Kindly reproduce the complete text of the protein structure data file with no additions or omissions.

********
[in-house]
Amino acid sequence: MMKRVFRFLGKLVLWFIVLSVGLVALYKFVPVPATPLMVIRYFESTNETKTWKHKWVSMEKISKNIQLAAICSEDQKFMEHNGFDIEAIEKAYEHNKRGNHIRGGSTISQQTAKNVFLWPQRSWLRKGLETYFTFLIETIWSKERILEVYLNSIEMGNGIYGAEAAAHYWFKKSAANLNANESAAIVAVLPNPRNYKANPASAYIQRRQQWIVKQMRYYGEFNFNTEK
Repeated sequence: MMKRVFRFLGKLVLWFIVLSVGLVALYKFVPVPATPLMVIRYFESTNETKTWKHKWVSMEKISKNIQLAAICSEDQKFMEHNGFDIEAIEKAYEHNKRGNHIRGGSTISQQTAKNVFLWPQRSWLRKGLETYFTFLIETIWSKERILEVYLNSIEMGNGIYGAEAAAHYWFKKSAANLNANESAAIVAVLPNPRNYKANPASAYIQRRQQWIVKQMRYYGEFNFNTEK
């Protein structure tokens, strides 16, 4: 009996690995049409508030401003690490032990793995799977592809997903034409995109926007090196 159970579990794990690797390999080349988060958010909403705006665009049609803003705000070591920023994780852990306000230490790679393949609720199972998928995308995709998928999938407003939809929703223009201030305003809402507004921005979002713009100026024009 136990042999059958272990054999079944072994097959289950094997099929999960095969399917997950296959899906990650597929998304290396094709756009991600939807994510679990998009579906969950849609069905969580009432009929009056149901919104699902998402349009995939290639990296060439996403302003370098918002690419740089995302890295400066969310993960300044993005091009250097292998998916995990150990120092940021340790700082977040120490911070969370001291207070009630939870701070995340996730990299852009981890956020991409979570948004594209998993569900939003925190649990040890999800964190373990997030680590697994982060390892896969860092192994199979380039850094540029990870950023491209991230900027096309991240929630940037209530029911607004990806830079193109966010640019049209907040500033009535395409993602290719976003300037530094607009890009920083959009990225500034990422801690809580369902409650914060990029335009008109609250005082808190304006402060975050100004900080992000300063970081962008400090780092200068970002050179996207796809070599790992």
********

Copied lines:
[in-house]
Amino acid sequence: MMKRVFRFLGKLVLWFIVLSVGLVALYKFVPVPATPLMVIRYFESTNETKTWKHKWVSMEKISKNIQLAAICSEDQKFMEHNGFDIEAIEKAYEHNKRGNHIRGGSTISQQTAKNVFLWPQRSWLRKGLETYFTFLIETIWSKERILEVYLNSIEMGNGIYGAEAAAHYWFKKSAANLNANESAAIVAVLPNPRNYKANPASAYIQRRQQWIVKQMRYYGEFNFNTEK
Repeated sequence: MMKRVFRFLGKLVLWFIVLSVGLVALYKFVPVPATPLMVIRYFESTNETKTWKHKWVSMEKISKNIQLAAICSEDQKFMEHNGFDIEAIEKAYEHNKRGNHIRGGSTISQQTAKNVFLWPQRSWLRKGLETYFTFLIETIWSKERILEVYLNSIEMGNGIYGAEAAAHYWFKKSAANLNANESAAIVAVLPNPRNYKANPASAYIQRRQQWIVKQMRYYGEFNFNTEK
């Protein structure tokens, strides 16, 4: 009996690995049409508030401003690490032990793995799977592809997903034409995109926007090196 159970579990794990690797390999080349988060958010909403705006665009049609803003705000070591920023994780852990306000230490790679393949609720199972998928995308995709998928999938407003939809929703223009201030305003809402507004921005979002713009100026024009 136990042999059958272990054999079944072994097959289950094997099929999960095969399917997950296959899906990650597929998304290396094709756009991600939807994510679990998009579906969950849609069905969580009432009929009056149901919104699902998402349009995939290639990296060439996403302003370098918002690419740089995302890295400066969310993960300044993005091009250097292998998916995990150990120092940021340790700082977040120490911070969370001291207070009630939870701070995340996730990299852009981890956020991409979570948004594209998993569900939003925190649990040890999800964190373990997030680590697994982060390892896969860092192994199979380039850094540029990870950023491209991230900027096309991240929630940037209530029911607004990806830079193109966010640019049209907040500033009535395409993602290719976003300037530094607009890009920083959009990225500034990422801690809580369902409650914060990029335009008109609250005082808190304006402060975050100004900080992000300063970081962008400090780092200068970002050179996207796809070599790992």